Over the last year, singer-songwriter Briana Marela has been charting new creative territory. Known for her ambient, dreamlike sounds, she released her third album, Call It Love
, on August 4. This new record is more beat-driven than her previous efforts. Marela, who describes herself as an anti-fascist, has also used her music to make political statements. The label she's associated with, Secretly Group, launched the program Our First 100 Days
, which released a song for each of the first 100 days of Donald Trump's presidency. This compilation raised money for organizations in the cross-hairs of the Republican administration and included Marela's cover of Leonard Cohen's song "There Is a War."
We caught up with Marela over the phone to discuss her new album and her involvement in social and political issues.
Westword: Tell me about the album,
Call It Love, that you just released — the creative process and inspiration.
I guess, in a really loose way, it was a concept album. I was trying to make this album about different sorts of feelings about love, kind of intentionally leaning toward a more pop, polished vibe. I had been working on those songs two years prior to releasing it. It was an album that I really wanted to include my friends, who are also my bandmates. [I was] also wanting to explore rhythmic beat structures for songs more so than I have in the past.
From what I know of the album, it seems to be a balanced blend between ambient and pop sounds.
I think it was me trying to push the pop side forward a little bit. but I can’t help but keep my ambient leanings.
Would you say your sound has been ambient until now?
No. I think it has always been a blend. I’ve often shied away from beat-driven stuff because it’s not as easy for me. It can always be harder to try and do something that doesn’t come as easily to you, but I think that’s why people do things.... It’s just good to push yourself.
What did you like about what you found in that discovery? The difference in sound [moving toward more beat-driven music].
I think it’s really fun to make beat-driven music. I think just from playing more shows, especially in bigger spaces, it has a bigger impact when people hear a really strong beat. It’s fun to have something that kind of cuts through a crowd of people talking.
Tell me about your involvement with social issues.
For the record, I’m definitely anti-fascist. I think many people have been really distressed by the current administration that we have and a lot of the – pardon my language – fucked up things going on. I don’t have a big history of being a strong social activist. I think I can be kind of passive. But it’s this kind of time when I think people who are quiet or don’t always want their voices to be heard need to start having their voices be heard. I definitely want to always support marginalized communities and want to support progress and keeping things moving forward. I just hate feeling like anything is keeping us moving backwards. I think it’s just so hard to not feel heartbroken in terms in finding place in social justice sometimes. I think I want to conquer that feeling of just being sad and wanting to do more.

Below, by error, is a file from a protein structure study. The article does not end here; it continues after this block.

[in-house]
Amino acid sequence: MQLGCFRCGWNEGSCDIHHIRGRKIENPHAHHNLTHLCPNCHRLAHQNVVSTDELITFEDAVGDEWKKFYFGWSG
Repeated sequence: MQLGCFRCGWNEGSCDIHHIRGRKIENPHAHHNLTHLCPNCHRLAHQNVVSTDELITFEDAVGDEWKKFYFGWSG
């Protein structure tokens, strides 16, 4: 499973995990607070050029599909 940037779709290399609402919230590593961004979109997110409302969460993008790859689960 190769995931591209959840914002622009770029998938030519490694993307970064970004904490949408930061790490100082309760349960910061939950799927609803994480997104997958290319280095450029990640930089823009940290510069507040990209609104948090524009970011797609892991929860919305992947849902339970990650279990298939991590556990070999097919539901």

How do you feel music can be such a powerful platform for this change? How are you using it for that?
I think in a sense, being a woman of color making electronic music is a statement in itself. And to be someone in the indie community who's just not another white face, per se, I think is counter…something [laughs]. And in the way that a way a lot of femmes of color have come up to me after shows and have [said,] “I’m really inspired by what you’re doing,” and just being on stage, it gives me a feeling that I could do something." I think that kind of empowerment is really awesome to show, that: “Hey, people whose voice needs to be heard, your voice can be heard.” Even though I don’t think my music is actively political, definitely a lot of the newer songs I’ve written this year that are not out yet are hinting at wider issues outside of myself, which is a first.
How do you feel your music has evolved? From when you were first getting started versus now, how have you expanded creatively?
Just thinking about songwriting as a craft has changed for me. Thinking about structure for songs and thinking more about meaning behind songs. I think slowly. I can’t help but write songs that are very personal and internal. I think I’d like to slowly shift to writing more externally, too.
Briana Marela, 8:30 p.m. Wednesday, September 20, Bluebird Theater, 3317 East Colfax Avenue, $16.50-19, 303-377-1666.